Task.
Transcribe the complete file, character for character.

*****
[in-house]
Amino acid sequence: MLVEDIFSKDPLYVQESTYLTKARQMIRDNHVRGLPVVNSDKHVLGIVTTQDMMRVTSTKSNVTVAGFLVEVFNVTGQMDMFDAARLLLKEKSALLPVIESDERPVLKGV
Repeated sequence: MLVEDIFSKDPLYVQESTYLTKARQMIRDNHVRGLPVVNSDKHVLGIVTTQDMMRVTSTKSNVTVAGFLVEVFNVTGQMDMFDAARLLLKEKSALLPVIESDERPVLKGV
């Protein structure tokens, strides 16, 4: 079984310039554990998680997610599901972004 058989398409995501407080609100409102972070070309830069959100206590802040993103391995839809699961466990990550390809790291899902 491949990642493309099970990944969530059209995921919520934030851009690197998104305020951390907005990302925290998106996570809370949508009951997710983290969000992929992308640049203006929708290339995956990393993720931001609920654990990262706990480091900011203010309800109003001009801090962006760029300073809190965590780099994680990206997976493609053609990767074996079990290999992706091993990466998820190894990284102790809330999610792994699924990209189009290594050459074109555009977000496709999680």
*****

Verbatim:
[in-house]
Amino acid sequence: MLVEDIFSKDPLYVQESTYLTKARQMIRDNHVRGLPVVNSDKHVLGIVTTQDMMRVTSTKSNVTVAGFLVEVFNVTGQMDMFDAARLLLKEKSALLPVIESDERPVLKGV
Repeated sequence: MLVEDIFSKDPLYVQESTYLTKARQMIRDNHVRGLPVVNSDKHVLGIVTTQDMMRVTSTKSNVTVAGFLVEVFNVTGQMDMFDAARLLLKEKSALLPVIESDERPVLKGV
């Protein structure tokens, strides 16, 4: 079984310039554990998680997610599901972004 058989398409995501407080609100409102972070070309830069959100206590802040993103391995839809699961466990990550390809790291899902 491949990642493309099970990944969530059209995921919520934030851009690197998104305020951390907005990302925290998106996570809370949508009951997710983290969000992929992308640049203006929708290339995956990393993720931001609920654990990262706990480091900011203010309800109003001009801090962006760029300073809190965590780099994680990206997976493609053609990767074996079990290999992706091993990466998820190894990284102790809330999610792994699924990209189009290594050459074109555009977000496709999680």